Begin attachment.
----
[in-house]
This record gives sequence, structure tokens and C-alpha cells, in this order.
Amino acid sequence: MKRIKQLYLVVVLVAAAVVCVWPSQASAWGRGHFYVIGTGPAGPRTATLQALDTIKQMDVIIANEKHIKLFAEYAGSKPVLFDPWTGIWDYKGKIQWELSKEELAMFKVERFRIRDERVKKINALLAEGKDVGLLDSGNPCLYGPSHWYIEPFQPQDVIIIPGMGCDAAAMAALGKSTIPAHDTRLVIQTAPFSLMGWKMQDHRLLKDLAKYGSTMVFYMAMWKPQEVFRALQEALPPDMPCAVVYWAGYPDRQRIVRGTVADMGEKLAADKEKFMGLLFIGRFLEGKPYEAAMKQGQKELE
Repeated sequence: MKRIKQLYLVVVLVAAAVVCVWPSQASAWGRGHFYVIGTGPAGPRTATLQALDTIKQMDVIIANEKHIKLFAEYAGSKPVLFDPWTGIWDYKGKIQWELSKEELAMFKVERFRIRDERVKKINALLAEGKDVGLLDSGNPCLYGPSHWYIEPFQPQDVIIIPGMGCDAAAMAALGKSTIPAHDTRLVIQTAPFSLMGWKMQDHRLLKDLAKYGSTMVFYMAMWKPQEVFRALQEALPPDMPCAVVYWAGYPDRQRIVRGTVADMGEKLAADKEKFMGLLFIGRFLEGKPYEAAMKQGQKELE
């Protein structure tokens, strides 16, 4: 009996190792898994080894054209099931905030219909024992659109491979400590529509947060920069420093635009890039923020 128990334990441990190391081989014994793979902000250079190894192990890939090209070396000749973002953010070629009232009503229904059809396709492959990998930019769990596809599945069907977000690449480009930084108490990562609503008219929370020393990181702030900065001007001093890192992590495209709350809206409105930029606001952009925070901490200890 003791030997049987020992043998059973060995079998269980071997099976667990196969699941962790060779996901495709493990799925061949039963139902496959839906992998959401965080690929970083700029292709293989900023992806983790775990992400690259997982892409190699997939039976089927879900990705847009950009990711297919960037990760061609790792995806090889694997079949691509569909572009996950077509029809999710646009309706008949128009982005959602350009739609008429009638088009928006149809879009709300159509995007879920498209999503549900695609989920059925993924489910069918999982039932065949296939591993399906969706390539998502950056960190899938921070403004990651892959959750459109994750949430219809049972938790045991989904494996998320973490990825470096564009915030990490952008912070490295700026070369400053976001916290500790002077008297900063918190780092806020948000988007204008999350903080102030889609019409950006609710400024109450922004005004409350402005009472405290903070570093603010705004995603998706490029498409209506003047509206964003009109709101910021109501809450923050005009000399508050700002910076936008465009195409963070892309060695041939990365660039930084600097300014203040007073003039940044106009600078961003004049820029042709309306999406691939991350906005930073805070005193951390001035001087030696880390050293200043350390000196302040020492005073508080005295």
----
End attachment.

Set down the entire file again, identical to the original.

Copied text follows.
[in-house]
This record gives sequence, structure tokens and C-alpha cells, in this order.
Amino acid sequence: MKRIKQLYLVVVLVAAAVVCVWPSQASAWGRGHFYVIGTGPAGPRTATLQALDTIKQMDVIIANEKHIKLFAEYAGSKPVLFDPWTGIWDYKGKIQWELSKEELAMFKVERFRIRDERVKKINALLAEGKDVGLLDSGNPCLYGPSHWYIEPFQPQDVIIIPGMGCDAAAMAALGKSTIPAHDTRLVIQTAPFSLMGWKMQDHRLLKDLAKYGSTMVFYMAMWKPQEVFRALQEALPPDMPCAVVYWAGYPDRQRIVRGTVADMGEKLAADKEKFMGLLFIGRFLEGKPYEAAMKQGQKELE
Repeated sequence: MKRIKQLYLVVVLVAAAVVCVWPSQASAWGRGHFYVIGTGPAGPRTATLQALDTIKQMDVIIANEKHIKLFAEYAGSKPVLFDPWTGIWDYKGKIQWELSKEELAMFKVERFRIRDERVKKINALLAEGKDVGLLDSGNPCLYGPSHWYIEPFQPQDVIIIPGMGCDAAAMAALGKSTIPAHDTRLVIQTAPFSLMGWKMQDHRLLKDLAKYGSTMVFYMAMWKPQEVFRALQEALPPDMPCAVVYWAGYPDRQRIVRGTVADMGEKLAADKEKFMGLLFIGRFLEGKPYEAAMKQGQKELE
């Protein structure tokens, strides 16, 4: 009996190792898994080894054209099931905030219909024992659109491979400590529509947060920069420093635009890039923020 128990334990441990190391081989014994793979902000250079190894192990890939090209070396000749973002953010070629009232009503229904059809396709492959990998930019769990596809599945069907977000690449480009930084108490990562609503008219929370020393990181702030900065001007001093890192992590495209709350809206409105930029606001952009925070901490200890 003791030997049987020992043998059973060995079998269980071997099976667990196969699941962790060779996901495709493990799925061949039963139902496959839906992998959401965080690929970083700029292709293989900023992806983790775990992400690259997982892409190699997939039976089927879900990705847009950009990711297919960037990760061609790792995806090889694997079949691509569909572009996950077509029809999710646009309706008949128009982005959602350009739609008429009638088009928006149809879009709300159509995007879920498209999503549900695609989920059925993924489910069918999982039932065949296939591993399906969706390539998502950056960190899938921070403004990651892959959750459109994750949430219809049972938790045991989904494996998320973490990825470096564009915030990490952008912070490295700026070369400053976001916290500790002077008297900063918190780092806020948000988007204008999350903080102030889609019409950006609710400024109450922004005004409350402005009472405290903070570093603010705004995603998706490029498409209506003047509206964003009109709101910021109501809450923050005009000399508050700002910076936008465009195409963070892309060695041939990365660039930084600097300014203040007073003039940044106009600078961003004049820029042709309306999406691939991350906005930073805070005193951390001035001087030696880390050293200043350390000196302040020492005073508080005295």